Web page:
HOUSTON - Innovative insights into a vital tumor-suppressing mechanism that is often broken in malignant cells and a type of receptor protein that frequently goes haywire to stimulate cancer growth have earned two scientists at The University of Texas MD Anderson Cancer Center membership in a distinguished association of scholars.
Mien-Chie Hung, Ph.D., vice president for basic research, professor and chair of MD Anderson's Department of Molecular and Cellular Oncology, and Guillermina Lozano, Ph.D., professor and chair of the Department of Genetics, have been elected fellows in the American Association for the Advancement of Science.
"Outstanding basic science research provides the foundation for improving cancer treatment and prevention," said Raymond DuBois, M.D., Ph.D., executive vice president and provost at MD Anderson. "Election as AAAS Fellows recognizes Mien-Chie Hung and Guillermina Lozano for their leadership in uncovering the molecular details that reveal how cancer develops, grows and might be eliminated."
Both scientists, DuBois noted, also work closely with clinicians to translate their findings to clinical applications.
New fellows will be inducted in a ceremony on Feb. 19 at the AAAS annual meeting in Washington, D.C. Founded in 1848, the AAAS is the world's largest general scientific society. Nominations are offered by at least three existing fellows in one of the association's 24 sections, or by the section's steering group, or by the AAAS chief executive officer. The steering groups review nominations and send a final list to the AAAS Council for a vote.
After Hung and Lozano are inducted, MD Anderson will have 11 AAAS members on its faculty.
In its announcement, the AAAS cited Hung for "distinguished contributions to novel findings about how receptor tyrosine kinases operate, which have generated a paradigm-shift on receptor biology with important clinical implications."
Lozano is recognized "for distinguished contributions to the field of cancer genetics and molecular biology increasing the understanding of the p53 tumor suppressor pathway and its physiologic significance."
Discovering secrets of receptor tyrosine kinases
Tyrosine kinases are enzymes that regulate many cell functions by attaching phosphate groups to other proteins. They carry signals from growth factors outside of the cell that connect with these receptors on the cell surface. Cancer cells are often overloaded with receptor tyrosine kinases.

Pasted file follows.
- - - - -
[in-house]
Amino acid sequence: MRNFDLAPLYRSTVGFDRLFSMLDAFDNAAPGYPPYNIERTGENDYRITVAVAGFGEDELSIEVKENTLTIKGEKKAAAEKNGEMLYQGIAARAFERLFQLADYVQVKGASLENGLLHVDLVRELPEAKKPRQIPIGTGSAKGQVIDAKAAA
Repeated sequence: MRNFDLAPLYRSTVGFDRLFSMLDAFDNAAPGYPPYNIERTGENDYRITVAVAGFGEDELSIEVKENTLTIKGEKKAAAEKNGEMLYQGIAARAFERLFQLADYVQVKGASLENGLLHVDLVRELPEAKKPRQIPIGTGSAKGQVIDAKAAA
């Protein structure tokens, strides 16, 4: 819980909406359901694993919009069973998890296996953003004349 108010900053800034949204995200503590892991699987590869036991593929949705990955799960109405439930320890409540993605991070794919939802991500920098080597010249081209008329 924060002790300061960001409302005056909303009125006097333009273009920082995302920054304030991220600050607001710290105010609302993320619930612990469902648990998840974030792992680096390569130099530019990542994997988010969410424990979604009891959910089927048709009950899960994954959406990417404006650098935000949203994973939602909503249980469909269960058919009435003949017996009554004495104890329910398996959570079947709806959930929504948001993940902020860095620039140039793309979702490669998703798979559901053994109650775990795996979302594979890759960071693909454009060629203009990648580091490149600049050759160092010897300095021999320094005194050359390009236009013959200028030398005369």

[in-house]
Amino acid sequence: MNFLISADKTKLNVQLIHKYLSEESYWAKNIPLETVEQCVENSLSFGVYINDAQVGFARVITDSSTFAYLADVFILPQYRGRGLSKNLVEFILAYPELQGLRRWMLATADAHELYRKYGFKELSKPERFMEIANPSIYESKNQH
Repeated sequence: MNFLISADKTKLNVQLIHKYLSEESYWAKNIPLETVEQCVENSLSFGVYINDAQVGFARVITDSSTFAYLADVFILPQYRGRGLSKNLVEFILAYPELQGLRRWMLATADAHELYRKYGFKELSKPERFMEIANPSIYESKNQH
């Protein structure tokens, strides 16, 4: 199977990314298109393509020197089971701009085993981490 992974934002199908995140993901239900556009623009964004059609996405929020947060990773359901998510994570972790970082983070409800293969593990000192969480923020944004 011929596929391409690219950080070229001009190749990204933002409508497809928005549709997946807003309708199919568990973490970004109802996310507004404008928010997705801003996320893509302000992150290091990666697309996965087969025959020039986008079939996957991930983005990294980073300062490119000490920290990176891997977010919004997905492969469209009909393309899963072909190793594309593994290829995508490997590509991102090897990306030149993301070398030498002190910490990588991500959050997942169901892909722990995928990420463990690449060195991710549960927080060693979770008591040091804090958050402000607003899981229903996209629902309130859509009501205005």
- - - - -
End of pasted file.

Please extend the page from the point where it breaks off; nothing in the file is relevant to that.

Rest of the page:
Hung was one of a trio of scientists who cloned the functional human epidermal growth factor receptor 2 (HER2/neu) oncogene, which is now known as a marker for poor prognosis for many human cancers and as a successful therapeutic target. The drug Herceptin targets the receptor in HER2-positive breast cancer.
Hung also showed that the receptor tyrosine kinase EGFR also makes its way from the cell surface to inside its nucleus, where it promotes cancer growth in an entirely different way, a discovery that opened a new avenue for receptor biology and cancer drug development. Additionally, Hung and colleagues found that EGFR on the cell surface helps another surface protein channel glucose to cancer cells.
Understanding p53, the protector
The p53 protein is central to regulation of the cell division cycle. It can halt the process, initiate repair of defective DNA and if repair fails, order the cell to kill itself, a process called apoptosis. This frontline defense against cancer is mutated, deleted or otherwise inactivated in more than half of human cancers.
Lozano was first to establish p53 as a transcriptional activator of other genes. Transcription is the first step in a gene's expression of its protein. She also showed that common p53 mutants fail to launch transcription. Lozano also discovered that another protein, Mdm2, plays a critical role in regulating p53 activity.
She also demonstrated that p53's ability to halt the cell cycle and protect chromosomal stability through DNA repair are as important as its ability to initiate apoptosis in preventing tumor development.
|Contact: Scott Merville|
University of Texas M. D. Anderson Cancer Center